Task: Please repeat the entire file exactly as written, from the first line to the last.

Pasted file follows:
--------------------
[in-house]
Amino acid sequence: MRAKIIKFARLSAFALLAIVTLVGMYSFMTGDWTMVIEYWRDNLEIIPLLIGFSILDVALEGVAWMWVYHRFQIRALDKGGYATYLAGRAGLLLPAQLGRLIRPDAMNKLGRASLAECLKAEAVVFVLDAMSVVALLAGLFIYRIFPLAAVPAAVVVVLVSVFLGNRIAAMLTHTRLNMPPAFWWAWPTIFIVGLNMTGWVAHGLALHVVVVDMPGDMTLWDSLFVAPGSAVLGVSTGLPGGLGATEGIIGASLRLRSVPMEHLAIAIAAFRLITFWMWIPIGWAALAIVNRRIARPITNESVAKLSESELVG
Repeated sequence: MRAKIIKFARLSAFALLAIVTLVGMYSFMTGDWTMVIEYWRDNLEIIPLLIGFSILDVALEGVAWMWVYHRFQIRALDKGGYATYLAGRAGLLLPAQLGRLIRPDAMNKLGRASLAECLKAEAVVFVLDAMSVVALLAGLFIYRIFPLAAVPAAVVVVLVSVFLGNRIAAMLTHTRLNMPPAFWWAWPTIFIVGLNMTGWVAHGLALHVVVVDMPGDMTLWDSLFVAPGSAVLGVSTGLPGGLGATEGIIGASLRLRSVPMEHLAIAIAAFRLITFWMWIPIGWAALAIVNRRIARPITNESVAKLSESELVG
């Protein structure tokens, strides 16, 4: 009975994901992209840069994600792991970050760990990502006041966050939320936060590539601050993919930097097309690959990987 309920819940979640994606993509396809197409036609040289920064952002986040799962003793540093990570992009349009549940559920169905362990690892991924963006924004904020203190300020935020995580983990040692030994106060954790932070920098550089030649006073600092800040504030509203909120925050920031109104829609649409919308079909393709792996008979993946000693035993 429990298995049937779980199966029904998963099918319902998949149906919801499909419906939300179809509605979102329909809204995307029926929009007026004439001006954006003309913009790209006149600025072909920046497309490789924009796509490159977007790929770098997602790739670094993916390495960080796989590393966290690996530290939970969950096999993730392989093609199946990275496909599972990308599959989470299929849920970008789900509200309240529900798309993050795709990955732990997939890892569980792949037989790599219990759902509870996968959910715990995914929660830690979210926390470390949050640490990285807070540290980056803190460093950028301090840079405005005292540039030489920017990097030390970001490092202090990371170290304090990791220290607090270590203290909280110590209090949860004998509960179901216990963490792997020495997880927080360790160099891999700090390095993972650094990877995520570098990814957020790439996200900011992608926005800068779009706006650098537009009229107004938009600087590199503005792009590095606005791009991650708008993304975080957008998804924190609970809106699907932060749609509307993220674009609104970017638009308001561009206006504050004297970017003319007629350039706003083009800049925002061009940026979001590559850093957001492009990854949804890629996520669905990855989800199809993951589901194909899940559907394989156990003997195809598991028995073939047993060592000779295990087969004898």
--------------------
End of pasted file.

[in-house]
Amino acid sequence: MRAKIIKFARLSAFALLAIVTLVGMYSFMTGDWTMVIEYWRDNLEIIPLLIGFSILDVALEGVAWMWVYHRFQIRALDKGGYATYLAGRAGLLLPAQLGRLIRPDAMNKLGRASLAECLKAEAVVFVLDAMSVVALLAGLFIYRIFPLAAVPAAVVVVLVSVFLGNRIAAMLTHTRLNMPPAFWWAWPTIFIVGLNMTGWVAHGLALHVVVVDMPGDMTLWDSLFVAPGSAVLGVSTGLPGGLGATEGIIGASLRLRSVPMEHLAIAIAAFRLITFWMWIPIGWAALAIVNRRIARPITNESVAKLSESELVG
Repeated sequence: MRAKIIKFARLSAFALLAIVTLVGMYSFMTGDWTMVIEYWRDNLEIIPLLIGFSILDVALEGVAWMWVYHRFQIRALDKGGYATYLAGRAGLLLPAQLGRLIRPDAMNKLGRASLAECLKAEAVVFVLDAMSVVALLAGLFIYRIFPLAAVPAAVVVVLVSVFLGNRIAAMLTHTRLNMPPAFWWAWPTIFIVGLNMTGWVAHGLALHVVVVDMPGDMTLWDSLFVAPGSAVLGVSTGLPGGLGATEGIIGASLRLRSVPMEHLAIAIAAFRLITFWMWIPIGWAALAIVNRRIARPITNESVAKLSESELVG
């Protein structure tokens, strides 16, 4: 009975994901992209840069994600792991970050760990990502006041966050939320936060590539601050993919930097097309690959990987 309920819940979640994606993509396809197409036609040289920064952002986040799962003793540093990570992009349009549940559920169905362990690892991924963006924004904020203190300020935020995580983990040692030994106060954790932070920098550089030649006073600092800040504030509203909120925050920031109104829609649409919308079909393709792996008979993946000693035993 429990298995049937779980199966029904998963099918319902998949149906919801499909419906939300179809509605979102329909809204995307029926929009007026004439001006954006003309913009790209006149600025072909920046497309490789924009796509490159977007790929770098997602790739670094993916390495960080796989590393966290690996530290939970969950096999993730392989093609199946990275496909599972990308599959989470299929849920970008789900509200309240529900798309993050795709990955732990997939890892569980792949037989790599219990759902509870996968959910715990995914929660830690979210926390470390949050640490990285807070540290980056803190460093950028301090840079405005005292540039030489920017990097030390970001490092202090990371170290304090990791220290607090270590203290909280110590209090949860004998509960179901216990963490792997020495997880927080360790160099891999700090390095993972650094990877995520570098990814957020790439996200900011992608926005800068779009706006650098537009009229107004938009600087590199503005792009590095606005791009991650708008993304975080957008998804924190609970809106699907932060749609509307993220674009609104970017638009308001561009206006504050004297970017003319007629350039706003083009800049925002061009940026979001590559850093957001492009990854949804890629996520669905990855989800199809993951589901194909899940559907394989156990003997195809598991028995073939047993060592000779295990087969004898």